NZ dollar little changed as investors seek safe havens
The New Zealand dollar was little changed as investors looked to put their money in low-risk assets such as government bonds as Europe's sovereign debt woes drag on, and ahead of US employment figures.
The kiwi slipped to 75.24 US cents from 75.36 cents yesterday, having shed 7.9 percent in the month of May. The trade-weighted index declined to 68.94 from 69.06.
The Dollar Index, a measure of the greenback against a basket of currencies, rose 0.3 percent to 83.06 after bonds rallied with the yield on US 10-year Treasuries falling 5 basis points to record-low 1.57 percent amid speculation the International Monetary Fund has started making contingency plans in the event Spain needs a rescue package. The IMF later denied the reports.
The yield on New Zealand's 10-year government bond fell to a record-low 3.45 percent yesterday.
"It's definitely risk-off - what tends to happen is hedge funds repatriate everything if they get losing trades, and that's exactly what's going on with the Dollar Index grinding higher," said Tim Kelleher, head of institutional FX sales NZ at ASB Institutional NZ. "The kiwi and the Aussie have held up remarkably well," he said referring to the trans-Tasman currencies colloquially.
Greek opinion polls showing increased support for pro-bailout parties helped improve investor sentiment. Markets are waiting on the June 17 election after the Mediterranean nation failed to elect a government last month. That's raised fears Greece will quit the euro-zone as it struggles to balance its high level of indebtedness with an appropriate level of budget cuts.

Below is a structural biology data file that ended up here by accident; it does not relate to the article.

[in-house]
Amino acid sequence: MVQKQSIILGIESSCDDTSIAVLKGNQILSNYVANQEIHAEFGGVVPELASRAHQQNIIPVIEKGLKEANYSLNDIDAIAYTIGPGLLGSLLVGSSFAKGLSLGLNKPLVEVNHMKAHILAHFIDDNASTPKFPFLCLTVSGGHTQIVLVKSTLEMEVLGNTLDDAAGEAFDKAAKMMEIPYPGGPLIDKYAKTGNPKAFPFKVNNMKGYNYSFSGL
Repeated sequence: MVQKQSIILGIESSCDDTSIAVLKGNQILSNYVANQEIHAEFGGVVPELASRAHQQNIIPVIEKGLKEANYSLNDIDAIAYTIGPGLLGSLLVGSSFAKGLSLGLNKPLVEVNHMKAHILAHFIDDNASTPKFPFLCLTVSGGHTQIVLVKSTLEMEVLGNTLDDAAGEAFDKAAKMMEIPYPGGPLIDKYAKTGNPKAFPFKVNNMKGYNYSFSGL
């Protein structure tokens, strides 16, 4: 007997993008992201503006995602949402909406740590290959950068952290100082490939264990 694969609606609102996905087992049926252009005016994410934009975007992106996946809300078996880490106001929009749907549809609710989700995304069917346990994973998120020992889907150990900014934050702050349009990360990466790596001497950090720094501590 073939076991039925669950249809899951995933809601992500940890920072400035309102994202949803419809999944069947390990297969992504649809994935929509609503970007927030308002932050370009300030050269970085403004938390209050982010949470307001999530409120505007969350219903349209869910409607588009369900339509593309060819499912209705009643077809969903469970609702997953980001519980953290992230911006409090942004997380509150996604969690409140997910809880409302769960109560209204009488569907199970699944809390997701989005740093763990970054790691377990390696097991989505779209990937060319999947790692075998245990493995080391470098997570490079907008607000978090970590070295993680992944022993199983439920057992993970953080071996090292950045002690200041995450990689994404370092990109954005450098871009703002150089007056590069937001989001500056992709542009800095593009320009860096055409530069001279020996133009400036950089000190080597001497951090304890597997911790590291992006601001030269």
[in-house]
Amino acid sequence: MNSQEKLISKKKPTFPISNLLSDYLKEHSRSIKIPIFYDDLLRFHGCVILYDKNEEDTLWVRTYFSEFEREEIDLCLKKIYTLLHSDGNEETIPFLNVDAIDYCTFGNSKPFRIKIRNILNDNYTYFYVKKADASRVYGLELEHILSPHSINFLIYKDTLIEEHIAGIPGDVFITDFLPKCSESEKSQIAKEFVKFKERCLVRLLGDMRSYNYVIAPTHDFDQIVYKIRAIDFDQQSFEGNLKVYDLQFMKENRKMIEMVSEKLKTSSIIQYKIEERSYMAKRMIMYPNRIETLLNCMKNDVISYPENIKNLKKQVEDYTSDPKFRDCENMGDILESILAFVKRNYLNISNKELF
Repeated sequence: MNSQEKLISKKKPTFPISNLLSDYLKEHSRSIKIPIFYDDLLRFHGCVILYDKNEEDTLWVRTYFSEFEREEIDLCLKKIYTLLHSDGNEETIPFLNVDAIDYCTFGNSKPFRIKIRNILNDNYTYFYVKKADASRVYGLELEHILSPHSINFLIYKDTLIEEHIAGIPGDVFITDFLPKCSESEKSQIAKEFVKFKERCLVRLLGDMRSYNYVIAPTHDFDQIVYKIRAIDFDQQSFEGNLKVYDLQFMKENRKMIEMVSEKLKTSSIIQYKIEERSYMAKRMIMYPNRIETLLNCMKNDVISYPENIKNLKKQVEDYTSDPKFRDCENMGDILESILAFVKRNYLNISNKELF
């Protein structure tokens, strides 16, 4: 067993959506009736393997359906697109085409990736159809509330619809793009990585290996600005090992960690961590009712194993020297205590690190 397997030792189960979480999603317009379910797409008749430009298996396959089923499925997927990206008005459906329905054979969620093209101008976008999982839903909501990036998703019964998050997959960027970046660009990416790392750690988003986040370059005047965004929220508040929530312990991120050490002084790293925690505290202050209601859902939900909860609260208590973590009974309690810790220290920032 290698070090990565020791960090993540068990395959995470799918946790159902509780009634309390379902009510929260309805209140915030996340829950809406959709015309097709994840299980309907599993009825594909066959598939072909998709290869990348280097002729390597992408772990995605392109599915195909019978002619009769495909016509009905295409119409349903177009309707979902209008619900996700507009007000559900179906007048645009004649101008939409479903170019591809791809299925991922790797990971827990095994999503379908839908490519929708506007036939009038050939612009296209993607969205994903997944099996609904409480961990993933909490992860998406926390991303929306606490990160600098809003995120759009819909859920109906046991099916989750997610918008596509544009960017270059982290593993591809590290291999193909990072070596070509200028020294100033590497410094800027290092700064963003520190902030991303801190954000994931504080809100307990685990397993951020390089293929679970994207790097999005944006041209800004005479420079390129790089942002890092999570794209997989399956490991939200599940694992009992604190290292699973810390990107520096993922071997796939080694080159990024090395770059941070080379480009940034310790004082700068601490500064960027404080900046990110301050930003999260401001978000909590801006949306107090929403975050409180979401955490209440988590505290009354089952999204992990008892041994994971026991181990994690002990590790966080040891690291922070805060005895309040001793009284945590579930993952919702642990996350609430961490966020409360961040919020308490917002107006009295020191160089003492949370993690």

Traders are waiting for US non-farm payrolls which are expected to show the world's biggest economy added 150,000 jobs last month, and Chinese manufacturing figures which are likely to show a slowing pace of expansion.
New Zealand's first-quarter terms of trade are expected to show a 2.8 percent decline as export prices lag behind the rising cost of imports in the face of a weakening kiwi dollar.
The currency fell to a five-and-a-half month low 58.71 yen, and recently traded at 58.97 yen from 59.32 yen yesterday. It declined to 77.31 Australian cents from 77.58 cents yesterday, and crept up to 60.91 euro cents from 60.82 cents. It rose to 48.85 pence from 48.65 pence yesterday.
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